• If you know where the mayday is then you just send a lifeboat and/or helicopter straight there. I doubt these drones will change that.

          The problem is when you have a report of someone missing and/or a mayday from someone who is unable to provide their own location. You then have to search a potentially huge area to try and find them. Afaict there simply aren't the resources (at least here in the UK) to dispatch more than one or two search and rescue helicopters to an incident. If drones are cheaper than heli

      • by Kinky Bass Junk (880011) on Sunday February 20, 2011 @10:48PM (#35264246)
        Responding to mayday calls is never a matter of budget. It is always a matter of saving lives as quickly and safely as possible. While scrambling UAVs to search would be good to assist, you would still want to scramble a staffed rescue helicopter at the same time.
        • The response to an individual call may not be but the availiable resources are. At a high level someone will have to decide what resources to spend the money available for search and rescue on. Someone else will have to decide how best to deploy those resources to the calls that are coming in at any moment.

      • Seems like a fleet of drones operating from a ship would be one way of dealing with the Somali pirate problem. Drones are cheap enough to operate that 24/7 high altitude surveillance of the pirate coast is possible, with other surveillance drones dispatched as needed to track any potential pirate boats. Armed drones could intercept a possible pirate boat that was approaching another vessel, and could sink the damn thing if it began to fire on its victim.

        The drone pilots could be hired at cheap wages and t

  • It seems like it would be a good additional resource in SAR, not instead of manned helicopters and trained SAR personnel. There's a limit to the number of expensive helicopeters and costly trained crews, using these in conjunction would enable a lot more area to be covered quickly
  • Just so long as it works better than this software [slashdot.org].
  • Here, I'll fix it:

    "The Life Jacket Detection (LJD) enhances Kestrel Maritime EO (KMEO) capability to automatically detect (CAD) small, high visibility objects (SHVOs) whilst searching (WS) wide maritime areas (WMAs)."

    That should do it (TSDI).
  • Oh My God (OMG). That Is So Cool. (TISC) unmanned vehicle (UAV)/drone (drone) software(SW) for the win! (FTW!)

    K.

  • Now we can recover all those expensive life jackets.

  • This is developed by an Australian company, Australian governments interest is in "boat people" illegal immigrants detection, they currently fly around in P3 Orion's all day looking for rotting old boats on a one way trip from Indonesian waters. Drones are a massive cost saving there.

    Search and rescue just makes it sound all nice, but the real application is in border protection, replacing expensive aircraft with cheap drones which can be in the air constantly and can cover a much larger area (check a map,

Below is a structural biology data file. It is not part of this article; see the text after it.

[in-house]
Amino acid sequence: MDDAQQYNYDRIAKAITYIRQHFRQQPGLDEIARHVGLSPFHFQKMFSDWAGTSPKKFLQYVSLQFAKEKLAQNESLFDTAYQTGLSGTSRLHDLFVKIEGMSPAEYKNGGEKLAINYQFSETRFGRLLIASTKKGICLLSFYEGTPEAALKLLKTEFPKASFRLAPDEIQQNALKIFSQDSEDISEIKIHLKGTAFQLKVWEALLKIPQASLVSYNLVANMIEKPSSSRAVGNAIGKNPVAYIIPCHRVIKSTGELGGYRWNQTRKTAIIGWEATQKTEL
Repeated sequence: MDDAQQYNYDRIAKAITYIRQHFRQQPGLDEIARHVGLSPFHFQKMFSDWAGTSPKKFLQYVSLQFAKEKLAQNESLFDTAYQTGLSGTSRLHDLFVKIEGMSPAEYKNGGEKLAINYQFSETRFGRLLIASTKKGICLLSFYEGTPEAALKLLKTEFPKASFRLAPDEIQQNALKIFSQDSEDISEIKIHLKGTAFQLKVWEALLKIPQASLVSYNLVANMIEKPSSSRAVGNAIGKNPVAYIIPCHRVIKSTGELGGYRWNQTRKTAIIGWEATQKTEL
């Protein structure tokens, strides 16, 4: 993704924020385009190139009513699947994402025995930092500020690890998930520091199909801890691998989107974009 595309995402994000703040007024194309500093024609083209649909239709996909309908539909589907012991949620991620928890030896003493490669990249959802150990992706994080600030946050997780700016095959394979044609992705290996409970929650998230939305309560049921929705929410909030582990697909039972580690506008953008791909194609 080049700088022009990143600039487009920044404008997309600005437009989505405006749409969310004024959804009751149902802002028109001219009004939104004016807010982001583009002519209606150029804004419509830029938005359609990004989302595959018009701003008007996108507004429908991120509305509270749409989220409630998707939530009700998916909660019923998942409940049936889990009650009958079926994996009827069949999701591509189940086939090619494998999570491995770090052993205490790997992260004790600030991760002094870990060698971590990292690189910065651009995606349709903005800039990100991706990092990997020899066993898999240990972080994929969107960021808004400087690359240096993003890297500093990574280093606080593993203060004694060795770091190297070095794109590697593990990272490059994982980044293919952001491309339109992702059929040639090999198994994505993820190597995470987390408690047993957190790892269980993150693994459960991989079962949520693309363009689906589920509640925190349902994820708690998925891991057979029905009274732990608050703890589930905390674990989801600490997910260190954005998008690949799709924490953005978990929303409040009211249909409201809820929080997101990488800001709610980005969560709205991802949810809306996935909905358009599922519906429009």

• They can scan full motion video, in real time, looking for objects that are made up of a highly contrasting color? Isn't this just an HSV partitioning? My iPhone can do that in real time (actually, it's a 3G, so it can't do anything at all, thanks for the upgrades Steve).
    • So then the USCG will just snatch you, strap you and your phone to an UAV, and fly you out over the sea/ocean.
      Hell, with you and your phone on board, they don't even have to send out a helo...just have the UAV dip down so you can grab the victim.
      Get a grip....

      COTS: Civilian/Citizen Off The Streets

      • Get a grip on what? The plain fact of the matter is that the capability described by TFA is one that has been around since the beginning of computer vision research and is not worthy of the awe, wonder, and excitement espoused in other responses. It is a simple algorithm, and can run quickly on commodity hardware, but I guess since it says "UAV" in the title, everyone wants to salivate and clap and otherwise act like fools over old table scraps. THERE'S NOTHING NEW HERE /.!

        Get a grip indeed.

  • How long until the drones spot that they're not wearing life jackets and start demanding them

  • Please don't go. The drones need you. They look up to you.
  • I honestly thought this was going to be an article about military technology, since a (pathetic or humorous, take your pick) segment of insurgents seem to believe that wearing a "life jacket" is somehow protecting them from being shot.

  • Oh sure, the drone can spot you, call for help, and loiter around as long as it can to reassure you that, yes, someone is coming. I bet the drone could even have some supplies attached to a hard point, maybe a capsule with a life raft and five man-days worth of supplies suitable to the area.

    Hell, I bet the drone could even act as a WiFi hotspot or wireless repeater. You wouldn't get pulled out of the water right away, but you could sure as hell post all about it on Facebook.

This place just isn't big enough for all of us. We've got to find a way off this planet.